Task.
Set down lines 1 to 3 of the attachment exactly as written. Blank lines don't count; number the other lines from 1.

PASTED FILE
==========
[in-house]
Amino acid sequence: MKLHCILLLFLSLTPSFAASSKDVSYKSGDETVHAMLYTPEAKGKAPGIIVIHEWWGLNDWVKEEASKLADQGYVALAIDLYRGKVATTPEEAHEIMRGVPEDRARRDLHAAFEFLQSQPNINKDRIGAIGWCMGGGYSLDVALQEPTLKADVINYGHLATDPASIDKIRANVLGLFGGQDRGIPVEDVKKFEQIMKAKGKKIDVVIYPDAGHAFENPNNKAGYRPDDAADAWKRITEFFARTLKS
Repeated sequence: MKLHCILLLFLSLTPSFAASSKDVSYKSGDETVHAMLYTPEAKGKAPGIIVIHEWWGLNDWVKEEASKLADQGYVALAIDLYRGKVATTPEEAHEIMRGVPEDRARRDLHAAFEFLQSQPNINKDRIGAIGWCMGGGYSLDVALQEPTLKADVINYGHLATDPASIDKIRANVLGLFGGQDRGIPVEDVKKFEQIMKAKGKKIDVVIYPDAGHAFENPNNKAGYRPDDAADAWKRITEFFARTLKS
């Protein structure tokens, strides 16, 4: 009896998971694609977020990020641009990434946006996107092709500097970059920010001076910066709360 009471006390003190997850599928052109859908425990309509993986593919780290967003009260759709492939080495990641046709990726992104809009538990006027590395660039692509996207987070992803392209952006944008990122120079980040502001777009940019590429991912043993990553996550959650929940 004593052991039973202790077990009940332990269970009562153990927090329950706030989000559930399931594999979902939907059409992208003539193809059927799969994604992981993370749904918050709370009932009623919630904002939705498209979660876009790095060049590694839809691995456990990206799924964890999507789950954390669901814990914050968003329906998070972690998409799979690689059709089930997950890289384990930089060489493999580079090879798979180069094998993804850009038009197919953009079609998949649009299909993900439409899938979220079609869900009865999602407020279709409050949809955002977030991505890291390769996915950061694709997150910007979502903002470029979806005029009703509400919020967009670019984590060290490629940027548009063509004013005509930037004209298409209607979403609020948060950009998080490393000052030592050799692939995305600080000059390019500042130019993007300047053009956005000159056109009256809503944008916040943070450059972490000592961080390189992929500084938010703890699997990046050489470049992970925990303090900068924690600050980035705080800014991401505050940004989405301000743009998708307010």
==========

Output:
[in-house]
Amino acid sequence: MKLHCILLLFLSLTPSFAASSKDVSYKSGDETVHAMLYTPEAKGKAPGIIVIHEWWGLNDWVKEEASKLADQGYVALAIDLYRGKVATTPEEAHEIMRGVPEDRARRDLHAAFEFLQSQPNINKDRIGAIGWCMGGGYSLDVALQEPTLKADVINYGHLATDPASIDKIRANVLGLFGGQDRGIPVEDVKKFEQIMKAKGKKIDVVIYPDAGHAFENPNNKAGYRPDDAADAWKRITEFFARTLKS
Repeated sequence: MKLHCILLLFLSLTPSFAASSKDVSYKSGDETVHAMLYTPEAKGKAPGIIVIHEWWGLNDWVKEEASKLADQGYVALAIDLYRGKVATTPEEAHEIMRGVPEDRARRDLHAAFEFLQSQPNINKDRIGAIGWCMGGGYSLDVALQEPTLKADVINYGHLATDPASIDKIRANVLGLFGGQDRGIPVEDVKKFEQIMKAKGKKIDVVIYPDAGHAFENPNNKAGYRPDDAADAWKRITEFFARTLKS